I walked past him and went to the cash machine, I had to just let it go. The guy didn't even say anything to me, funnily enough, only minutes ago he had a whole lot to say.

It's people like him who makes learner drivers nervous on the road. Anyhow, next lesson is tomorrow and I am working hard towards getting my licence. I need it before I head to Africa!

Sunday, 8 September 2013

My First Notting Hill Carnival.

This year was my first time at the Notting Hill Carnival. I went to the Children's Day part of the carnival with my best friend (I didn't really expect to go, I just made a last-minute decision to go, which I don't actually regret when looking back). I've been told that Children's Day is calm and pretty child friendly, so having gone there I kind of missed the big deal of carnival (Adult's Day). However, I was so exhausted towards the end of the Bank Holiday Weekend because I had a whirlwind weekend and was just busy, busy, busy. Plus, as an introvert I felt the need to retreat to my happy place and just relax before I went back home to my city.

I initially went to London to join ISIS to the Woman In The Jungle Hair and Beauty Show. The Saturday was adventurous, at times stressful but highly rewarding... we made it. We received incredible feedback and the love for ISIS was amazing. ISIS is making strides.

We also had an encounter with Valley Fontaine at the event, who ended up interviewing ISIS CEO/Co-Founder Linda Graham on BBC Radio the next night (WOW!!!). So that Bank Holiday Weekend was just amazing for me and the people around me.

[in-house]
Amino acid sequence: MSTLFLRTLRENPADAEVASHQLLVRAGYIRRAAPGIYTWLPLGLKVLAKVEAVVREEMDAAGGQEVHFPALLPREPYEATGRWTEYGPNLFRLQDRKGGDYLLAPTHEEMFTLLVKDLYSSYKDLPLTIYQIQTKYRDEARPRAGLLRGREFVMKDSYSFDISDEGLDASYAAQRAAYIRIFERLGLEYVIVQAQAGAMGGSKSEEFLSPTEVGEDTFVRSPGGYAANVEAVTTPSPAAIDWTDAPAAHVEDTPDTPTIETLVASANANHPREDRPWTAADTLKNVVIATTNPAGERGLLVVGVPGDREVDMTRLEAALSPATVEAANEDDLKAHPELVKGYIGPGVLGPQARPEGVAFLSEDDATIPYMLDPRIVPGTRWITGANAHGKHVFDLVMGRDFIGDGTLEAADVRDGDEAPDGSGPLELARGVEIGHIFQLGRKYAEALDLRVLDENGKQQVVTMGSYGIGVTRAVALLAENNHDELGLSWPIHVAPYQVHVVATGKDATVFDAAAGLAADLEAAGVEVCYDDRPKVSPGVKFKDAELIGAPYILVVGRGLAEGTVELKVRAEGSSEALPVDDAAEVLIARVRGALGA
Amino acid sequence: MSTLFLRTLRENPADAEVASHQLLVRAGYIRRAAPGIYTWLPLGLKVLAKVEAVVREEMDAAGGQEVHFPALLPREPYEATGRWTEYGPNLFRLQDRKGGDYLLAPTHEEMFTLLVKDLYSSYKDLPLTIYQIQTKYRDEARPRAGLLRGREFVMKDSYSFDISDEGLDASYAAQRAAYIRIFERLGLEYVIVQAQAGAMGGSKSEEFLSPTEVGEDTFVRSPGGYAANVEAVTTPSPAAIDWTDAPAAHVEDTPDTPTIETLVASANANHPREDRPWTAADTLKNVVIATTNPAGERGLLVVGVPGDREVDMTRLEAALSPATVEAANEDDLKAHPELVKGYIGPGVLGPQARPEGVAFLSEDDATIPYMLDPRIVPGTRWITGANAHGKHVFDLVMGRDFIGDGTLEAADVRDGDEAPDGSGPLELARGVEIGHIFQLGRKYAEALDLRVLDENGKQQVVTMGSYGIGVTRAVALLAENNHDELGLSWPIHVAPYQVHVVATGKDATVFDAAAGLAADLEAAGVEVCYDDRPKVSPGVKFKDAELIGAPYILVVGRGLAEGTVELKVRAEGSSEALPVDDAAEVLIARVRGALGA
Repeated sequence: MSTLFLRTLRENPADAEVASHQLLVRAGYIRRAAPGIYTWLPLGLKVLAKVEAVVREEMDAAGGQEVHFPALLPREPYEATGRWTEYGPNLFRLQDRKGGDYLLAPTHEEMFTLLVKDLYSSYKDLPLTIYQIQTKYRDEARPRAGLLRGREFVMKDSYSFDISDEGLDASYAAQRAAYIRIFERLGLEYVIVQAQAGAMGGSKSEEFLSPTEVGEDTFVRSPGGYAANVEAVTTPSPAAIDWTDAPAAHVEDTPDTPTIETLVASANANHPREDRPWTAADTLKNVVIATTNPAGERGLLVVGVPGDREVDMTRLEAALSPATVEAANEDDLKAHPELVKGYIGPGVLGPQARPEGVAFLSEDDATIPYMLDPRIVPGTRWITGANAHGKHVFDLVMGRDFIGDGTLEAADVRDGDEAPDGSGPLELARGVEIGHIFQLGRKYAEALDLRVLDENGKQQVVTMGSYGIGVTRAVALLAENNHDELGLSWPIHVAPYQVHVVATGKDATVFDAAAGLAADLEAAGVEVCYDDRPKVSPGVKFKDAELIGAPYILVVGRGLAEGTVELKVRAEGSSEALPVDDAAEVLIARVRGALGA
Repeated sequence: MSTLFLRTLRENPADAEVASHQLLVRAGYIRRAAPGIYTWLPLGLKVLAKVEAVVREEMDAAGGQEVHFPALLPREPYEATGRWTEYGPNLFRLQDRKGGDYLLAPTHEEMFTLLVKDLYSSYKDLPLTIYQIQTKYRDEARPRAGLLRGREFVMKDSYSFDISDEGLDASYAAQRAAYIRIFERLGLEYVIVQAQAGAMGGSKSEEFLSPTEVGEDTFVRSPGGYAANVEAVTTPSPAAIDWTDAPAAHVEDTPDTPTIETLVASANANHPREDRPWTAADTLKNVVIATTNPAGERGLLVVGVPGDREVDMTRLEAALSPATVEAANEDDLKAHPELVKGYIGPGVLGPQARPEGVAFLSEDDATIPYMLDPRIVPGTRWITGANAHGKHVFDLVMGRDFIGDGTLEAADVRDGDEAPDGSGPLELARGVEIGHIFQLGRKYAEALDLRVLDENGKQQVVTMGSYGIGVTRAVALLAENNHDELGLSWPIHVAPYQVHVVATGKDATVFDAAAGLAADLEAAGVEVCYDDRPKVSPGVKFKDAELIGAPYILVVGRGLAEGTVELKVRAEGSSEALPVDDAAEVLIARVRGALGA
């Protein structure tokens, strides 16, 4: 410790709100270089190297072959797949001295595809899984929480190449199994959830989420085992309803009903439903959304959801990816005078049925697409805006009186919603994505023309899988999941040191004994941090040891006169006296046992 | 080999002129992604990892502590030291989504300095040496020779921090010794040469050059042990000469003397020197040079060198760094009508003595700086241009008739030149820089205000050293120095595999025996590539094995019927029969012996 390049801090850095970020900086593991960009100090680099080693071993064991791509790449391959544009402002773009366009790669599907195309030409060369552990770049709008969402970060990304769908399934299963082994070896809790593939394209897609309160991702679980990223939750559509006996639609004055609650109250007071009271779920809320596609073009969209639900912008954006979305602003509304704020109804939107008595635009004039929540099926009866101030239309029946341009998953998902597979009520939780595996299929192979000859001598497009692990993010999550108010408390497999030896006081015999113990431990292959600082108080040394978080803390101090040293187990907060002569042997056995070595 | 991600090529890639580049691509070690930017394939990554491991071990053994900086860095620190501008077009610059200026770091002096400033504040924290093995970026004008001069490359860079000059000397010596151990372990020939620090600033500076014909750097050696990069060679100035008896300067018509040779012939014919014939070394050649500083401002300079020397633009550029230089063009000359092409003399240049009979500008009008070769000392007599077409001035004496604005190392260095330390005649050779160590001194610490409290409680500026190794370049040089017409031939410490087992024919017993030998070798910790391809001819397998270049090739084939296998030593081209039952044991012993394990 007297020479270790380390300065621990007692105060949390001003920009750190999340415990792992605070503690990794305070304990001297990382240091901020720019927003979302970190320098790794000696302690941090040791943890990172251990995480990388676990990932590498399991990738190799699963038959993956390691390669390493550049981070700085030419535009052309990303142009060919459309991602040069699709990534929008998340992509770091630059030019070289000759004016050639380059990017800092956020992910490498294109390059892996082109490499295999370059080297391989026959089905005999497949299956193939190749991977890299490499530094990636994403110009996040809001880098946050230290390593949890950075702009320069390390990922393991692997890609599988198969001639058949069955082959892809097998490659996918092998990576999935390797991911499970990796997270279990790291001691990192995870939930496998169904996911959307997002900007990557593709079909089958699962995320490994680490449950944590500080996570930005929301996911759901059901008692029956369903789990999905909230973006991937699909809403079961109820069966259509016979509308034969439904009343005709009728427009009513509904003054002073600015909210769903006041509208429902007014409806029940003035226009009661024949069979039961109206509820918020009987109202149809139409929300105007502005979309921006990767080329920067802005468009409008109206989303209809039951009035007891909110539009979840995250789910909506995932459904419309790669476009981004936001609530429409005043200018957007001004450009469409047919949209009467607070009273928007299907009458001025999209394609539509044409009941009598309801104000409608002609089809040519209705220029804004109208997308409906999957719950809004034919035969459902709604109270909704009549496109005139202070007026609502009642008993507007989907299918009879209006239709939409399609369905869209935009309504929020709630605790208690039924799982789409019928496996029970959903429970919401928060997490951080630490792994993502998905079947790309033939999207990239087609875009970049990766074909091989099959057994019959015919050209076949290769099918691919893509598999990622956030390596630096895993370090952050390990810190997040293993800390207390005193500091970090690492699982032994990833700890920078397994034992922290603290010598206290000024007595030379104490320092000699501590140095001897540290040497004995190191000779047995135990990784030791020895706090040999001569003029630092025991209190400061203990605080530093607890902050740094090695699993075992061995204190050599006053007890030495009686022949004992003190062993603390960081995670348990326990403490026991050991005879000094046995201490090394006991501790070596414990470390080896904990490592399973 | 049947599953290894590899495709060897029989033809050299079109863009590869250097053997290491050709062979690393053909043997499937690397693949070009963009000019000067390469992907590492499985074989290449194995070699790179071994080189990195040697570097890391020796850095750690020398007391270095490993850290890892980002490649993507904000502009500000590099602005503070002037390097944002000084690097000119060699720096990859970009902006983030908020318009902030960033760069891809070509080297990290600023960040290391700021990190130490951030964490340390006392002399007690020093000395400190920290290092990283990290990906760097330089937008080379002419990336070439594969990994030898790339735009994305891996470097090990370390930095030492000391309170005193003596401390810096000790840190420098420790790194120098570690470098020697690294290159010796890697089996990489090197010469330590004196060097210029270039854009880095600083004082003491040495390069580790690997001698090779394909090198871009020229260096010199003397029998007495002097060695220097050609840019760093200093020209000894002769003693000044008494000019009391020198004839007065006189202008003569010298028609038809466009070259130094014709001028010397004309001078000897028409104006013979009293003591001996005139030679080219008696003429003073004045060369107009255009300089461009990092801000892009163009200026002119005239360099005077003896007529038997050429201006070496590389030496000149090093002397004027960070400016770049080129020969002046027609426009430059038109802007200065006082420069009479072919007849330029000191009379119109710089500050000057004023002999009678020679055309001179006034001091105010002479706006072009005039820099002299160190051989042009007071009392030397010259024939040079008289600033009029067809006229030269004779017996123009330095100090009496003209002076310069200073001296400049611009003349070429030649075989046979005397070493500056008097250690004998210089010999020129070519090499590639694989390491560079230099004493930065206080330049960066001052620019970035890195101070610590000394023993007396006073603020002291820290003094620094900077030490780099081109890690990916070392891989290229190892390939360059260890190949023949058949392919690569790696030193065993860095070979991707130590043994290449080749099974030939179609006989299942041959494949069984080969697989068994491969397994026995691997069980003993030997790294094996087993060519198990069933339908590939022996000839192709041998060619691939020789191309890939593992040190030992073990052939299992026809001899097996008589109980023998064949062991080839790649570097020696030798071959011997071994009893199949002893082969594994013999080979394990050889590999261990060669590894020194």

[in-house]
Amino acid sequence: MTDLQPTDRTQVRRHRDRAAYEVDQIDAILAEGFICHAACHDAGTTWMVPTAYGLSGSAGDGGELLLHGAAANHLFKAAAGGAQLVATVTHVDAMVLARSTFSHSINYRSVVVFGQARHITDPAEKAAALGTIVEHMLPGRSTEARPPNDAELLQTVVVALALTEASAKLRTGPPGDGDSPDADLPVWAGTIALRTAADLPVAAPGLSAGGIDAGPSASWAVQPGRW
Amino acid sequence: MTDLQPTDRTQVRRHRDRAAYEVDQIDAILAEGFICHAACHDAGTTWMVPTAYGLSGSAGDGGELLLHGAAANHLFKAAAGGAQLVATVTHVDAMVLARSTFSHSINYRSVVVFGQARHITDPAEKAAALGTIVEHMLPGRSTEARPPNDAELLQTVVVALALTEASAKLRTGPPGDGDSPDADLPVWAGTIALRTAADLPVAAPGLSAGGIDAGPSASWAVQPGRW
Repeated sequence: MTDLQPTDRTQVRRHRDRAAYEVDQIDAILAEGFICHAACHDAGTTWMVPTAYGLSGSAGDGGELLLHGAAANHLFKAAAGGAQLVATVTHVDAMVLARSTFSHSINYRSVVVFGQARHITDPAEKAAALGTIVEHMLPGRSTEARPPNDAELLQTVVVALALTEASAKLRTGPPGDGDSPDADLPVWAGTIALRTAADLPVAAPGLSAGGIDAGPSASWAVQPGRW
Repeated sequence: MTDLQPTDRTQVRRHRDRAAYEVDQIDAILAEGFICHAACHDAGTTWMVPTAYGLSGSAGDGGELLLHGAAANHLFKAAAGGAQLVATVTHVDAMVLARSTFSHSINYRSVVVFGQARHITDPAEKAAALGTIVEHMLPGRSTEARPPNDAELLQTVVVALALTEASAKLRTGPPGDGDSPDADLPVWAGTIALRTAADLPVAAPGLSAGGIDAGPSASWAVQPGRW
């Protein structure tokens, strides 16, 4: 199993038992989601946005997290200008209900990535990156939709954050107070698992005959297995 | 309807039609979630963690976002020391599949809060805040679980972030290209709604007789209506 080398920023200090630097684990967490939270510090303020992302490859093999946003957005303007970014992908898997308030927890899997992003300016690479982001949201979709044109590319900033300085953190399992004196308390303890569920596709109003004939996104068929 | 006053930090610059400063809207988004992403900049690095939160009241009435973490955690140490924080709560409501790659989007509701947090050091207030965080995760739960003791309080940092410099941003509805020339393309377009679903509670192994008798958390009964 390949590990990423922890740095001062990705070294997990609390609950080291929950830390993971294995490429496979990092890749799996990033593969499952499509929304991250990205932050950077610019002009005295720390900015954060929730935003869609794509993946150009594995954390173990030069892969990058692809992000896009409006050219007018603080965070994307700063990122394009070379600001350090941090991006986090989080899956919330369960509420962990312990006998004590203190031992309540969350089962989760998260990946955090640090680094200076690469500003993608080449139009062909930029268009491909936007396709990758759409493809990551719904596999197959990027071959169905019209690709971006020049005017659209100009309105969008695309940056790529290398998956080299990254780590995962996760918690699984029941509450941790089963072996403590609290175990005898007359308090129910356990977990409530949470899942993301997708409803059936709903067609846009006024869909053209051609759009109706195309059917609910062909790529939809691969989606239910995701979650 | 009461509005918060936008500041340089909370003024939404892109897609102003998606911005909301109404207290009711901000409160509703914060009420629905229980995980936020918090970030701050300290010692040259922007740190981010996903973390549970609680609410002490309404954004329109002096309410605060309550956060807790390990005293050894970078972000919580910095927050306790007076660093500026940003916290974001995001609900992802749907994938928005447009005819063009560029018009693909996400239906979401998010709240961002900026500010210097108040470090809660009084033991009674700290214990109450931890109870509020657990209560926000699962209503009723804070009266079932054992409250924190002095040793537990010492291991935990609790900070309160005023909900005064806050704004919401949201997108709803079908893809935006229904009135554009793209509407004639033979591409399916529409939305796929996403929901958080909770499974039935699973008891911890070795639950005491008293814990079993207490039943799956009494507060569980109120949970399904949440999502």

Back to the Carnival. The day was hot as hell. We jumped on the tube to Notting Hill and the way we all struggled for oxygen every time the tube doors opened... thank God I went with my instincts and actually wore a T-shirt and jeans that day and also my typical, signature Converses made for comfortable walking.

Despite the seemingly good prep, I messed up. I took a big tote and my coat inside it. Imagine carrying around a big bag behind a float with 100-odd people dancing right behind it, never again.

The first part of the day was calm. There were many people, but it was clear that as the day progressed, more and and more people attended. Me and my friend sort of looked around for the Chocolate Nation float, where my friend Hunii was. After a frantic search which included me and my best friend losing each other, we finally found Hunii and her float. I definitely had a proper workout that day, I'm sure I didn't need the gym for another two weeks after that.

Being someone who does not appreciate claustrophobia, I was surprised that I didn't struggle too much with all the touching, grinding and bumping in. I even danced and genuinely had fun. The only thing that I struggled with was the consistent walking (my feet were done at the end of the day). Also, some creepy guy tried to flirt with me and it became pretty scary at one point but then he got the message.

Now here are some of the pics I had taken with my Canon 600D. I used different settings for the different scenes. I still have a lot of practicing to do and should have also used the grid feature on the camera but hey. Practice makes perfect.

The sheer irony...

Trinidad represent!

In commemoration of the 50th March on Washington

The beautiful sky.

This boy is so cute! 

Paint everywhere.

I personally love this picture.

People everywhere.

Love her locs.

The chocolate lady.
 This woman smeared chocolate on my face!

At the Chocolate Nation float, bottles of chocolate was sprayed all over us. My friend got the most chocolate. I had chocolate on my shoes, T-shirt and my camera! It was all a little messy, but I really did enjoy myself.

'Check me out!'.

These guys asked for a picture, LOL!

I will go again next year!